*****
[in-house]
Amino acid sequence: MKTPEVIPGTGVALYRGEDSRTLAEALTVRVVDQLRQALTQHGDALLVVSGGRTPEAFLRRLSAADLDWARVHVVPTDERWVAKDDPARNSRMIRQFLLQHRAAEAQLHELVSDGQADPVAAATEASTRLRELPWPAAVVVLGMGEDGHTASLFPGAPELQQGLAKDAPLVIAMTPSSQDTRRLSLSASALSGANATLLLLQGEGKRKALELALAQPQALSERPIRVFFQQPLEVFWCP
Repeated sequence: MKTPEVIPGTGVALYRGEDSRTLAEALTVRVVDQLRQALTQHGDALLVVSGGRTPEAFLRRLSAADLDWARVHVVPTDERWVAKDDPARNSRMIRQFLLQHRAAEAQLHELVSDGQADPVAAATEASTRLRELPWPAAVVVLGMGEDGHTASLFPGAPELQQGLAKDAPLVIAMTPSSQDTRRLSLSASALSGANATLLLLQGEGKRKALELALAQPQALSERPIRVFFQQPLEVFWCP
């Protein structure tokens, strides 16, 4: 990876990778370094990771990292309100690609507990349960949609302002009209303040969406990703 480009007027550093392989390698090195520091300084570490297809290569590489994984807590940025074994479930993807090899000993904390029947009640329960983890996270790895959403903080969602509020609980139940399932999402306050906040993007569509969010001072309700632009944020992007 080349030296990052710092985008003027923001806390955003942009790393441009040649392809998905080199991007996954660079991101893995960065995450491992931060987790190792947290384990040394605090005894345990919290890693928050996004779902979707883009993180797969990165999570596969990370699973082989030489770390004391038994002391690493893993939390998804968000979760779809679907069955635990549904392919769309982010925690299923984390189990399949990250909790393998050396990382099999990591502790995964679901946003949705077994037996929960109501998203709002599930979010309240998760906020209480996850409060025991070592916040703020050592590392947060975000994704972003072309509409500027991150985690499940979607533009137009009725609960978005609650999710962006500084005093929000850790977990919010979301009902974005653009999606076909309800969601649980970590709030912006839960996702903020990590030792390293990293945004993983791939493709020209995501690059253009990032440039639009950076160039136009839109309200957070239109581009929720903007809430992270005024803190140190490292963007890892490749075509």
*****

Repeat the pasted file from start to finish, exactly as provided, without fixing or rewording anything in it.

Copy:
[in-house]
Amino acid sequence: MKTPEVIPGTGVALYRGEDSRTLAEALTVRVVDQLRQALTQHGDALLVVSGGRTPEAFLRRLSAADLDWARVHVVPTDERWVAKDDPARNSRMIRQFLLQHRAAEAQLHELVSDGQADPVAAATEASTRLRELPWPAAVVVLGMGEDGHTASLFPGAPELQQGLAKDAPLVIAMTPSSQDTRRLSLSASALSGANATLLLLQGEGKRKALELALAQPQALSERPIRVFFQQPLEVFWCP
Repeated sequence: MKTPEVIPGTGVALYRGEDSRTLAEALTVRVVDQLRQALTQHGDALLVVSGGRTPEAFLRRLSAADLDWARVHVVPTDERWVAKDDPARNSRMIRQFLLQHRAAEAQLHELVSDGQADPVAAATEASTRLRELPWPAAVVVLGMGEDGHTASLFPGAPELQQGLAKDAPLVIAMTPSSQDTRRLSLSASALSGANATLLLLQGEGKRKALELALAQPQALSERPIRVFFQQPLEVFWCP
């Protein structure tokens, strides 16, 4: 990876990778370094990771990292309100690609507990349960949609302002009209303040969406990703 480009007027550093392989390698090195520091300084570490297809290569590489994984807590940025074994479930993807090899000993904390029947009640329960983890996270790895959403903080969602509020609980139940399932999402306050906040993007569509969010001072309700632009944020992007 080349030296990052710092985008003027923001806390955003942009790393441009040649392809998905080199991007996954660079991101893995960065995450491992931060987790190792947290384990040394605090005894345990919290890693928050996004779902979707883009993180797969990165999570596969990370699973082989030489770390004391038994002391690493893993939390998804968000979760779809679907069955635990549904392919769309982010925690299923984390189990399949990250909790393998050396990382099999990591502790995964679901946003949705077994037996929960109501998203709002599930979010309240998760906020209480996850409060025991070592916040703020050592590392947060975000994704972003072309509409500027991150985690499940979607533009137009009725609960978005609650999710962006500084005093929000850790977990919010979301009902974005653009999606076909309800969601649980970590709030912006839960996702903020990590030792390293990293945004993983791939493709020209995501690059253009990032440039639009950076160039136009839109309200957070239109581009929720903007809430992270005024803190140190490292963007890892490749075509």